Tag Archives: a mother’s grief

November 11

I write a poem in memory of my son Matthew every month on the 11th. I don’t always post them to my blog but I am today, being Remembrance Day.

Matt13

Twenty months ago today

I laid my son—not his memory—

to rest.

 

With my every breath

I remember him,

whether my eyes are open or closed.

 

I see dragonflies, ladybugs,

faces in the clouds,

I find a coin beneath papers,

I feel gentle breezes, smell

the outdoors, listen to

whispers in the wind.

 

All for naught!

 

He’s above my computer,

watching while I work.

Some days I want to toss the canvas

through the window,

other days I grasp him to my chest.

 

These many months later

I still hear his last cries:

“I have a heart, Mom,

I have a heart.”

 

I’ll never forget.

 

I don’t want to forget.

 

I try to write my story—his story,

our story,

I need it told

but I face ruthless white

and can’t control tears.

How can I write of my dead son?

How can I put his death on paper?

 

Stately granite guarding remains

rises from the ground,

I caress the stone

and feel its warmth,

running my fingers over the etching

as if reading Braille,

Later when the sun exchanges

places with the moon—

after darkness covers day—

light will peek from Heaven

to highlight specks of blue and grey.

 

I’m a private person

living on repeat,

sharing sorrow with those who listen

and with those who don’t.

Another’s grief is uncomfortable,

and my pain’s not lessened with time served.

 

I didn’t ask for this position—

the grieving mother role—

I had prayed for miracles,

would have assumed the sun’s persona

and given him the moon

had I been able.

 

Death happened too suddenly—

too unexpectedly—

and before our next breath

he was gone,

without time for more prayer

or waiting for a miracle.

 

I’m not looking for sympathy,

I share to honour him.

I don’t need you to mop my tears

or quash my cries.

I fight my own battles

and survive my own wars.

 

I must keep his memory alive

until the day I die,

I need to remember.

 

So on this Remembrance Day

as I did last year and as I’ll do the next

and the next and the next and the next

until I die…

I honour the veterans

and though my son never served,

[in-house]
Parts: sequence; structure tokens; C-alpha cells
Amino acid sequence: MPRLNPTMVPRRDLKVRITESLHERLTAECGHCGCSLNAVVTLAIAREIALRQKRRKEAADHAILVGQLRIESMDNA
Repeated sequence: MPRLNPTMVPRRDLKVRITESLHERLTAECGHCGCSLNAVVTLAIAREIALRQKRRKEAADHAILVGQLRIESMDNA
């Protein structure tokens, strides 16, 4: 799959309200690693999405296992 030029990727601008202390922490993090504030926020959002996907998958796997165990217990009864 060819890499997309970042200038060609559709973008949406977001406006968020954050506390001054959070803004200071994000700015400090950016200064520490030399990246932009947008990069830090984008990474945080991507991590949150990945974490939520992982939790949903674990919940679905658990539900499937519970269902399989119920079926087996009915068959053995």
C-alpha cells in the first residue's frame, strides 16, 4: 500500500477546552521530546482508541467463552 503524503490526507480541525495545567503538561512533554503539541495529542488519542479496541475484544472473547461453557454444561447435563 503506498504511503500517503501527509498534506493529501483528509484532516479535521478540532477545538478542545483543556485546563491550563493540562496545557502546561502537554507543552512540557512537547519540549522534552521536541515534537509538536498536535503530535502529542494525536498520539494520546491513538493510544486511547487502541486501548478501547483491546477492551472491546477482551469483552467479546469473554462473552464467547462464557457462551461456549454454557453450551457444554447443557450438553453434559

I honour him too.

poppy

Lest we forget.

+++

C.A. MacKenzie is the author of the novel WOLVES DON’T KNOCK, a psychological drama/thriller, available from the author or at various retailers, including Amazon at https://www.amazon.com/Wolves-Dont-Knock-C-MacKenzie/dp/1927529387/.

 

Advertisements

2 Comments

Filed under free, freebies, Uncategorized

July 11 – Sixteen Months

Heart is brokenfix

A piece of my heart ripped from my soul
Sixteen months ago,
Since then so many cliches of life and death
And sometimes there are no words,
No white, no black,
Just mucky grey between masses of nothing.

We honour you in death as we never did in life,
But isn’t that the way of humans—
Not missing something until it’s gone,
Withholding words until it’s too late.

I’d give all my next heartbeats to
Hug you one last time,
To tell you “I love you” in case you didn’t know
Because no one can hear those words enough,
I’d ask for forgiveness for my wrongs,
For not being perfect,
But throughout your thirty-six years
I tried my best,
But still, I could have done more.
We can all do more.

Balloons don’t go to Heaven
And though lovely
With colourful meaning and love,
That rubbery sheath
Harms the environment.
We need to protect our future
As I couldn’t protect yours,
A mama can only do so much,
Which I did not know until your death.

I tried so hard to save you,
But could I have done more?
Though my heart says otherwise
My mind screeches NO!
The word “incurable” exists
And I don’t know why,
Prayers, doctors, money…
Nothing could save you.

I’ll grieve every day with that
Empty hole in my heart,
That missing fragment I live without,
For I still breathe and function,
I still eat and drink and play
But I’m not whole.
My heart can never be repaired.
No amount of thread or glue can help.
Not even tissues can dry all my tears.
Nothing can bring you back.
Nothing.

I’m not sure of my beliefs,
What my future holds after I’m gone.
Will we meet again?
I’m sorry to waver,
To not fully believe,
I’m like my father who opined that
Once we’re gone, we’re gone, and
Nothing remains but stone or ash.

But forever and always:
There are whispers in the wind,
Rustling through the trees,
Birds chirping,
Deer scampering across the field.
Perhaps it’s you, calling out.

I think of you too often,
Wondering where you are
In this game of life and death.
Within this vast landscape of living
Where does life end and death begin?
When does death end?

My son, my son,
These are words I could never imagine
saying, writing, or thinking.
Who could ever predict this loss?
Not I.
And now I ponder the future
And other wretched events that linger,
For if your death occurred, nothing is sacred
and more loss surely waits,
Waiting like the moon to rise or the sun to set,
For no one is immune to life and death.

We all have our beginnings and our endings,
And, oh, how horrid the endings.

 

Matt candle crop

 

Leave a comment

Filed under free, Uncategorized